The Next Justice and the Fate of the Clean Water Act

by Daniel Farber | April 05, 2016

Every once in a while, we get reminded of just how much damage the conservative Justices could wreak on environmental law. Last week, Justice Kennedy created shock waves with a casual comment during oral argument. In a case that seemed to involve only a technical issue about administrative procedure, he dropped the suggestion that the Clean Water Act just might be unconstitutionally vague. It didn't seem to faze him that such a ruling would wipe out a statute that has been on the books for over forty years and leave the nation with no protection against water pollution and wetlands destruction. And remember, this is the supposedly most "moderate" conservative Justice on the Court.

This is a truly radical suggestion. Every now and then, a defendant in an enforcement case will argue that the law was unconstitutionally vague under the circumstances of the case. A quick computer search reveals that such a claim has been made by someone about every other year since the law was passed in 1972. Each time, the federal courts have rejected the claiming, finding plenty of evidence that the defendant was on notice of the possible illegality of the conduct. In other words, the vagueness argument has been something of a desperation claim that has consistently fallen on its face. Now this far-fetched legal argument is suddenly being given new life by a Supreme Court Justice. Admittedly, Kennedy was only making a suggestion. ...

Unleashing the Lower Courts

by Daniel Farber | February 25, 2016
There’s already been a lot written about how Justice Scalia’s untimely death will affect pending cases, not to mention speculation about the possible nominees to replace him. Less attention has been given to the effect on the lower courts. Yet Justice Scalia’s departure gives liberal judges in lower courts more freedom than they’ve had in the past. Here, I’m specifically thinking of the D.C. Circuit and the Ninth Circuit, which between them are the most important forums for environmental litigation. ...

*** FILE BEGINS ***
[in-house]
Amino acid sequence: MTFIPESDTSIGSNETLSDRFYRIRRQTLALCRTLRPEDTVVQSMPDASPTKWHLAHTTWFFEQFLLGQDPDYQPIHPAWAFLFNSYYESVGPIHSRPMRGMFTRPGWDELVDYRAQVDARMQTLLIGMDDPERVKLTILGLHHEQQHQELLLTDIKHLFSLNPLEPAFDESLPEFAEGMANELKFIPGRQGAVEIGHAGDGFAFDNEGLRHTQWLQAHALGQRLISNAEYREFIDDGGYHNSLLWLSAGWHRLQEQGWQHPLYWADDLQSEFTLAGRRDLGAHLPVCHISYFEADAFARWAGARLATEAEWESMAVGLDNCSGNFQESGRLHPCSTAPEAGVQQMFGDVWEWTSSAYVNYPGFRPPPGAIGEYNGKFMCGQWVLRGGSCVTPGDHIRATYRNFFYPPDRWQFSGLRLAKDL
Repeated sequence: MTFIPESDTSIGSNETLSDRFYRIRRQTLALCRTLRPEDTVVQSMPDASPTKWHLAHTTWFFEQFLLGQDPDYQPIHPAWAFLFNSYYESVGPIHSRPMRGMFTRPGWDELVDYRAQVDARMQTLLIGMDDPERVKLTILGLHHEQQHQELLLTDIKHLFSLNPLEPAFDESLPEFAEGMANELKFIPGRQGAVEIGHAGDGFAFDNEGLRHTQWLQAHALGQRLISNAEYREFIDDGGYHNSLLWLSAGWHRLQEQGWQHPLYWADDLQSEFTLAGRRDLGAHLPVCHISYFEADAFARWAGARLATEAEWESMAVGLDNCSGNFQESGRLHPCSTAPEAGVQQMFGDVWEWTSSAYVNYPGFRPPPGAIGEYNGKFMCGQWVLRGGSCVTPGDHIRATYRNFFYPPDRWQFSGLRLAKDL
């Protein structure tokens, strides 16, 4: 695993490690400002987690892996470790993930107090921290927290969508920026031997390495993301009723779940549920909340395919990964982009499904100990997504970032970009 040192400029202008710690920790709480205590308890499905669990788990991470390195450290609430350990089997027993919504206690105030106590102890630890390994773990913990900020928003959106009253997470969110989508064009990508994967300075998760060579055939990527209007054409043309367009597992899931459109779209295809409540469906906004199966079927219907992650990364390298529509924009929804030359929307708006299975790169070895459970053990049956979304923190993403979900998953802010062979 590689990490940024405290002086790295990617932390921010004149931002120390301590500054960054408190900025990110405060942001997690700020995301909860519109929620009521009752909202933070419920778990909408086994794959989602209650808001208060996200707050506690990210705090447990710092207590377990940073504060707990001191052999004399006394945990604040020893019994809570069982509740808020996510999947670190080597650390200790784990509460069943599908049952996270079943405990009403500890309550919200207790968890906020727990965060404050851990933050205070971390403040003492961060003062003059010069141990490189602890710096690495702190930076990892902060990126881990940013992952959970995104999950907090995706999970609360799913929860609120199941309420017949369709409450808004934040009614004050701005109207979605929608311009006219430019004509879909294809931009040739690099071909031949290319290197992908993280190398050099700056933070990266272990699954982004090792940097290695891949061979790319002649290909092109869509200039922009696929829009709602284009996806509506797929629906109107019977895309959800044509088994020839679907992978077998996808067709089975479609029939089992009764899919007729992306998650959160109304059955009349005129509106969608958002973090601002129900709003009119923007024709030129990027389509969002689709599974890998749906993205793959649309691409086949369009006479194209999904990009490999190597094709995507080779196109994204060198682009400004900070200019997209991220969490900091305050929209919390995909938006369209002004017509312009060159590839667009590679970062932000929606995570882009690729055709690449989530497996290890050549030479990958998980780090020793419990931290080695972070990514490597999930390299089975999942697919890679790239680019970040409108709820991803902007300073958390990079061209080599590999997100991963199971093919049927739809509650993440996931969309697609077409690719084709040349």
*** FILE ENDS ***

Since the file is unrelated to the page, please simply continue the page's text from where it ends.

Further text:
Justice Scalia and the American Eco-Kulturkampf

by Robert Verchick | February 22, 2016
Justice Antonin Scalia’s Supreme Court chair sits empty, draped in black wool to honor a man whose intellect and fire-breathing keyboard helped reshape the nation’s political landscape. Depending on how things go, that chair could be empty for a while. Unlike more recent nominations to replace a Justice, a nomination from President Obama could reorient the Court away from its long-standing conservative tilt toward something more progressive or even merely moderate. In the current session alone, important cases involving affirmative ...

Justice Scalia and Environmental Law

by Daniel Farber | February 16, 2016
Scalia's decisions were almost unremittingly anti-environmental. Over the past three decades, Justice Scalia did much to shape environmental law, nearly always in a conservative direction.  Because of the importance of his rulings, environmental lawyers and scholars are all familiar with his work.  But for the benefit of others, I thought it might be helpful to summarize his major environmental decisions.  The upshot was to restrict EPA’s authority to interpret environmental statutes, make property rights a stronger bulwark against environmental protection, ...

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